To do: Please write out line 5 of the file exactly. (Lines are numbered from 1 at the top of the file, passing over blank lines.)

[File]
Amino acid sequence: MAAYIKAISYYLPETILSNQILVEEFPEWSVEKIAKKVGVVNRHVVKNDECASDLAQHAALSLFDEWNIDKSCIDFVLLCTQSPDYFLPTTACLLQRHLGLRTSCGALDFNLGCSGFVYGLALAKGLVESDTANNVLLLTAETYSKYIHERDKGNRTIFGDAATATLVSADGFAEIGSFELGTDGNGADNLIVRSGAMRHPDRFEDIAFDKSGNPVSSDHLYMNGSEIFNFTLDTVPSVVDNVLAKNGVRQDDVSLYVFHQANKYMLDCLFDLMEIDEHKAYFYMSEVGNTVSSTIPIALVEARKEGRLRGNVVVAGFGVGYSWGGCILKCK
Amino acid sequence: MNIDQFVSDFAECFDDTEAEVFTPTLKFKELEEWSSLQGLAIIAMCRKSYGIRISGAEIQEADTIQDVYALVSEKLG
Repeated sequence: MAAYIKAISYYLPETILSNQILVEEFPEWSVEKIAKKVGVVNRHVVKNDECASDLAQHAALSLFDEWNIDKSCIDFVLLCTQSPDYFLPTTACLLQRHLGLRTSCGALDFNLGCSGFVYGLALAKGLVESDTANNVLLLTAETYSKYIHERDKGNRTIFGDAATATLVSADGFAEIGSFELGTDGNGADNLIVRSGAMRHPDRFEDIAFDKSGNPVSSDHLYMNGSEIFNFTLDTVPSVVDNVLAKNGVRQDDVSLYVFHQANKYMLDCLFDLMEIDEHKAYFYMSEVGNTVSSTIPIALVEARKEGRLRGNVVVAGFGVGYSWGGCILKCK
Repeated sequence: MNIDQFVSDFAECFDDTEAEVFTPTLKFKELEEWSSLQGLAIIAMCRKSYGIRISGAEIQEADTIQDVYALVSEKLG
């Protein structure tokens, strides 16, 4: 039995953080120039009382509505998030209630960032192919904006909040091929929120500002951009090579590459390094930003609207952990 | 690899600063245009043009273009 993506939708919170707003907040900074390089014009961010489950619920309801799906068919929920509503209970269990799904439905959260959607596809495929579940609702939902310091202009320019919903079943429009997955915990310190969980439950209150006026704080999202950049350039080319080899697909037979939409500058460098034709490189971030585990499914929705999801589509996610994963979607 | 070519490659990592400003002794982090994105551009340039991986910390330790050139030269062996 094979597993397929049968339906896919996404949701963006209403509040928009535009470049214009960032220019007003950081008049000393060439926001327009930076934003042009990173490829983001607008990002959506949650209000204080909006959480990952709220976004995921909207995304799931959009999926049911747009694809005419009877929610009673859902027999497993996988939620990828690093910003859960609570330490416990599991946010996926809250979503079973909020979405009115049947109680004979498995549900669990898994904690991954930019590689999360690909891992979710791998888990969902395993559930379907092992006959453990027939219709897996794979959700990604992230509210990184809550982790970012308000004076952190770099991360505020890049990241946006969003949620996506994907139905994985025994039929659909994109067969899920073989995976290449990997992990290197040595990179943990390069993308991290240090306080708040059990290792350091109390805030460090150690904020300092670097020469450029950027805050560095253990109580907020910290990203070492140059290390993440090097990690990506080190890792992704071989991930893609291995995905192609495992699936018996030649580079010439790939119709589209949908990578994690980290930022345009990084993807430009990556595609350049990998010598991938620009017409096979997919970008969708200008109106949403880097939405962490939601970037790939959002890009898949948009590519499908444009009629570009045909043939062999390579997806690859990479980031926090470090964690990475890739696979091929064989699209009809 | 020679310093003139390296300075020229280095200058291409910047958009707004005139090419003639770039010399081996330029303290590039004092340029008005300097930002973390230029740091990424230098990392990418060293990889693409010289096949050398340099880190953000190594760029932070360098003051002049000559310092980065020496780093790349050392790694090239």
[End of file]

């Protein structure tokens, strides 16, 4: 039995953080120039009382509505998030209630960032192919904006909040091929929120500002951009090579590459390094930003609207952990 | 690899600063245009043009273009 993506939708919170707003907040900074390089014009961010489950619920309801799906068919929920509503209970269990799904439905959260959607596809495929579940609702939902310091202009320019919903079943429009997955915990310190969980439950209150006026704080999202950049350039080319080899697909037979939409500058460098034709490189971030585990499914929705999801589509996610994963979607 | 070519490659990592400003002794982090994105551009340039991986910390330790050139030269062996 094979597993397929049968339906896919996404949701963006209403509040928009535009470049214009960032220019007003950081008049000393060439926001327009930076934003042009990173490829983001607008990002959506949650209000204080909006959480990952709220976004995921909207995304799931959009999926049911747009694809005419009877929610009673859902027999497993996988939620990828690093910003859960609570330490416990599991946010996926809250979503079973909020979405009115049947109680004979498995549900669990898994904690991954930019590689999360690909891992979710791998888990969902395993559930379907092992006959453990027939219709897996794979959700990604992230509210990184809550982790970012308000004076952190770099991360505020890049990241946006969003949620996506994907139905994985025994039929659909994109067969899920073989995976290449990997992990290197040595990179943990390069993308991290240090306080708040059990290792350091109390805030460090150690904020300092670097020469450029950027805050560095253990109580907020910290990203070492140059290390993440090097990690990506080190890792992704071989991930893609291995995905192609495992699936018996030649580079010439790939119709589209949908990578994690980290930022345009990084993807430009990556595609350049990998010598991938620009017409096979997919970008969708200008109106949403880097939405962490939601970037790939959002890009898949948009590519499908444009009629570009045909043939062999390579997806690859990479980031926090470090964690990475890739696979091929064989699209009809 | 020679310093003139390296300075020229280095200058291409910047958009707004005139090419003639770039010399081996330029303290590039004092340029008005300097930002973390230029740091990424230098990392990418060293990889693409010289096949050398340099880190953000190594760029932070360098003051002049000559310092980065020496780093790349050392790694090239």